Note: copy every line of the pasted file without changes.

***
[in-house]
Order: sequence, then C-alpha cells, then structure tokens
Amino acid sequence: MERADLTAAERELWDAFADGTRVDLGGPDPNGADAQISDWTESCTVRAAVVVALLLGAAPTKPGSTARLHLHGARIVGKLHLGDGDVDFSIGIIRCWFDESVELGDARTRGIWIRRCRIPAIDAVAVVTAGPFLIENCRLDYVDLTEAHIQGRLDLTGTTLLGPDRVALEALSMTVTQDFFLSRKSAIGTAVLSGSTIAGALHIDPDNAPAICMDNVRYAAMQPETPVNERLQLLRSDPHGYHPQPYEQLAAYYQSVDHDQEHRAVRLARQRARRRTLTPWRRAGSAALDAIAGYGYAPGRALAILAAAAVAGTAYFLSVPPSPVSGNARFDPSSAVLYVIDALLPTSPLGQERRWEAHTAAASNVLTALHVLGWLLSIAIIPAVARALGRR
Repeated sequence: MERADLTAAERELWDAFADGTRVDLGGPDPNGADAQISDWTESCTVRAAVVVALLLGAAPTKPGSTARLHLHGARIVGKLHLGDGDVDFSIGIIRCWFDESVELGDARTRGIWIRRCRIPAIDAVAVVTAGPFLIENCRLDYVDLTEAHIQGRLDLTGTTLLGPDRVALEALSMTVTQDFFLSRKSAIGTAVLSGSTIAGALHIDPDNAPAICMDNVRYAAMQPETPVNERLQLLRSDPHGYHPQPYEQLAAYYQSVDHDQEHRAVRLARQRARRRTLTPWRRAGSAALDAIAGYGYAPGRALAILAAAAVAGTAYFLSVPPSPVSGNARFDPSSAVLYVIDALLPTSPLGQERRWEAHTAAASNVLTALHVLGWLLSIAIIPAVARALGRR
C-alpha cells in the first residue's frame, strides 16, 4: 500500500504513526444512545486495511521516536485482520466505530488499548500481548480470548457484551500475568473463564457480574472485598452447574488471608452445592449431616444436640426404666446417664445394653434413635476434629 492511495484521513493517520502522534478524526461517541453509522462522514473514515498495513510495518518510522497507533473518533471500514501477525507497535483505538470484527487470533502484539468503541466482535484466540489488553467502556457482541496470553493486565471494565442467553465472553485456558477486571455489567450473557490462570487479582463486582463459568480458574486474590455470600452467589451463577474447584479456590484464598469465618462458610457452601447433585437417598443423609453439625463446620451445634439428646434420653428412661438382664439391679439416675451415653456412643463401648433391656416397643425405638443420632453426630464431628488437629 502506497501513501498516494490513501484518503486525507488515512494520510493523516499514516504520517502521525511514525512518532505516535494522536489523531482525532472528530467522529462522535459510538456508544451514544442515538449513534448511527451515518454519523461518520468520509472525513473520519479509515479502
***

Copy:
[in-house]
Order: sequence, then C-alpha cells, then structure tokens
Amino acid sequence: MERADLTAAERELWDAFADGTRVDLGGPDPNGADAQISDWTESCTVRAAVVVALLLGAAPTKPGSTARLHLHGARIVGKLHLGDGDVDFSIGIIRCWFDESVELGDARTRGIWIRRCRIPAIDAVAVVTAGPFLIENCRLDYVDLTEAHIQGRLDLTGTTLLGPDRVALEALSMTVTQDFFLSRKSAIGTAVLSGSTIAGALHIDPDNAPAICMDNVRYAAMQPETPVNERLQLLRSDPHGYHPQPYEQLAAYYQSVDHDQEHRAVRLARQRARRRTLTPWRRAGSAALDAIAGYGYAPGRALAILAAAAVAGTAYFLSVPPSPVSGNARFDPSSAVLYVIDALLPTSPLGQERRWEAHTAAASNVLTALHVLGWLLSIAIIPAVARALGRR
Repeated sequence: MERADLTAAERELWDAFADGTRVDLGGPDPNGADAQISDWTESCTVRAAVVVALLLGAAPTKPGSTARLHLHGARIVGKLHLGDGDVDFSIGIIRCWFDESVELGDARTRGIWIRRCRIPAIDAVAVVTAGPFLIENCRLDYVDLTEAHIQGRLDLTGTTLLGPDRVALEALSMTVTQDFFLSRKSAIGTAVLSGSTIAGALHIDPDNAPAICMDNVRYAAMQPETPVNERLQLLRSDPHGYHPQPYEQLAAYYQSVDHDQEHRAVRLARQRARRRTLTPWRRAGSAALDAIAGYGYAPGRALAILAAAAVAGTAYFLSVPPSPVSGNARFDPSSAVLYVIDALLPTSPLGQERRWEAHTAAASNVLTALHVLGWLLSIAIIPAVARALGRR
C-alpha cells in the first residue's frame, strides 16, 4: 500500500504513526444512545486495511521516536485482520466505530488499548500481548480470548457484551500475568473463564457480574472485598452447574488471608452445592449431616444436640426404666446417664445394653434413635476434629 492511495484521513493517520502522534478524526461517541453509522462522514473514515498495513510495518518510522497507533473518533471500514501477525507497535483505538470484527487470533502484539468503541466482535484466540489488553467502556457482541496470553493486565471494565442467553465472553485456558477486571455489567450473557490462570487479582463486582463459568480458574486474590455470600452467589451463577474447584479456590484464598469465618462458610457452601447433585437417598443423609453439625463446620451445634439428646434420653428412661438382664439391679439416675451415653456412643463401648433391656416397643425405638443420632453426630464431628488437629 502506497501513501498516494490513501484518503486525507488515512494520510493523516499514516504520517502521525511514525512518532505516535494522536489523531482525532472528530467522529462522535459510538456508544451514544442515538449513534448511527451515518454519523461518520468520509472525513473520519479509515479502